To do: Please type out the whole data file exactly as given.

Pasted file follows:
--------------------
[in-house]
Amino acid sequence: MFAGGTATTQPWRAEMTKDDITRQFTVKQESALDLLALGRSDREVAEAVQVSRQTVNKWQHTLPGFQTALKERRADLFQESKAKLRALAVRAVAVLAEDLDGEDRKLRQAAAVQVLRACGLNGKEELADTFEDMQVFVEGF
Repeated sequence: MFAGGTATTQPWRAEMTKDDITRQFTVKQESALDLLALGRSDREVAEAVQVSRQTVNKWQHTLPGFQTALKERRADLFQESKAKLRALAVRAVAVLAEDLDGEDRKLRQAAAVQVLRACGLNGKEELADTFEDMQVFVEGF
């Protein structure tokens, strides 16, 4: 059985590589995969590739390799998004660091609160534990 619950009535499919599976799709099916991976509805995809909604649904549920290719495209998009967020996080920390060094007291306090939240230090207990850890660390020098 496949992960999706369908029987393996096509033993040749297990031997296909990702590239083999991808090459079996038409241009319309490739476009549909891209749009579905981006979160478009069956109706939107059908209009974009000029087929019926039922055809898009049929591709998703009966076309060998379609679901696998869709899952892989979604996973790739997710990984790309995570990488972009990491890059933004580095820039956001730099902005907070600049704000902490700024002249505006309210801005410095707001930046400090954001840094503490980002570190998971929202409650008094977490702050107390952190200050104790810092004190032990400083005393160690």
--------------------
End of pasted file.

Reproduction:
[in-house]
Amino acid sequence: MFAGGTATTQPWRAEMTKDDITRQFTVKQESALDLLALGRSDREVAEAVQVSRQTVNKWQHTLPGFQTALKERRADLFQESKAKLRALAVRAVAVLAEDLDGEDRKLRQAAAVQVLRACGLNGKEELADTFEDMQVFVEGF
Repeated sequence: MFAGGTATTQPWRAEMTKDDITRQFTVKQESALDLLALGRSDREVAEAVQVSRQTVNKWQHTLPGFQTALKERRADLFQESKAKLRALAVRAVAVLAEDLDGEDRKLRQAAAVQVLRACGLNGKEELADTFEDMQVFVEGF
């Protein structure tokens, strides 16, 4: 059985590589995969590739390799998004660091609160534990 619950009535499919599976799709099916991976509805995809909604649904549920290719495209998009967020996080920390060094007291306090939240230090207990850890660390020098 496949992960999706369908029987393996096509033993040749297990031997296909990702590239083999991808090459079996038409241009319309490739476009549909891209749009579905981006979160478009069956109706939107059908209009974009000029087929019926039922055809898009049929591709998703009966076309060998379609679901696998869709899952892989979604996973790739997710990984790309995570990488972009990491890059933004580095820039956001730099902005907070600049704000902490700024002249505006309210801005410095707001930046400090954001840094503490980002570190998971929202409650008094977490702050107390952190200050104790810092004190032990400083005393160690």